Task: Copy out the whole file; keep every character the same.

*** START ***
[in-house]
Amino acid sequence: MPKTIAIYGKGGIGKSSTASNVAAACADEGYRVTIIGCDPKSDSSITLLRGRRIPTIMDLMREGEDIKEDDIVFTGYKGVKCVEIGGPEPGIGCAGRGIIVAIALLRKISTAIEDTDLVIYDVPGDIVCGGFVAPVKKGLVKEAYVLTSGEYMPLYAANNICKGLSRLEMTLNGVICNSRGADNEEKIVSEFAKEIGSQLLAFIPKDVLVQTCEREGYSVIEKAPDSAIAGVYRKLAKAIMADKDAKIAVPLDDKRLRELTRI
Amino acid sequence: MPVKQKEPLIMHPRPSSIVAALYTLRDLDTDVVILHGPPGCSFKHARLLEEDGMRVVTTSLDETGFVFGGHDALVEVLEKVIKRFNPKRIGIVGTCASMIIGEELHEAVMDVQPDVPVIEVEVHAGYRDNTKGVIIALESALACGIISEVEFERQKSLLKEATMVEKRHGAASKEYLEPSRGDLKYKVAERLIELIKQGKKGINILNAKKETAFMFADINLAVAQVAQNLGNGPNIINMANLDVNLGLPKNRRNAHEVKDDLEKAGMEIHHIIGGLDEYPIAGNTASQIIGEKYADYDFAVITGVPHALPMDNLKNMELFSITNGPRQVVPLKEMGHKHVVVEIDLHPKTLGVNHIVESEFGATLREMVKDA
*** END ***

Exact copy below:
[in-house]
Amino acid sequence: MPKTIAIYGKGGIGKSSTASNVAAACADEGYRVTIIGCDPKSDSSITLLRGRRIPTIMDLMREGEDIKEDDIVFTGYKGVKCVEIGGPEPGIGCAGRGIIVAIALLRKISTAIEDTDLVIYDVPGDIVCGGFVAPVKKGLVKEAYVLTSGEYMPLYAANNICKGLSRLEMTLNGVICNSRGADNEEKIVSEFAKEIGSQLLAFIPKDVLVQTCEREGYSVIEKAPDSAIAGVYRKLAKAIMADKDAKIAVPLDDKRLRELTRI
Amino acid sequence: MPVKQKEPLIMHPRPSSIVAALYTLRDLDTDVVILHGPPGCSFKHARLLEEDGMRVVTTSLDETGFVFGGHDALVEVLEKVIKRFNPKRIGIVGTCASMIIGEELHEAVMDVQPDVPVIEVEVHAGYRDNTKGVIIALESALACGIISEVEFERQKSLLKEATMVEKRHGAASKEYLEPSRGDLKYKVAERLIELIKQGKKGINILNAKKETAFMFADINLAVAQVAQNLGNGPNIINMANLDVNLGLPKNRRNAHEVKDDLEKAGMEIHHIIGGLDEYPIAGNTASQIIGEKYADYDFAVITGVPHALPMDNLKNMELFSITNGPRQVVPLKEMGHKHVVVEIDLHPKTLGVNHIVESEFGATLREMVKDA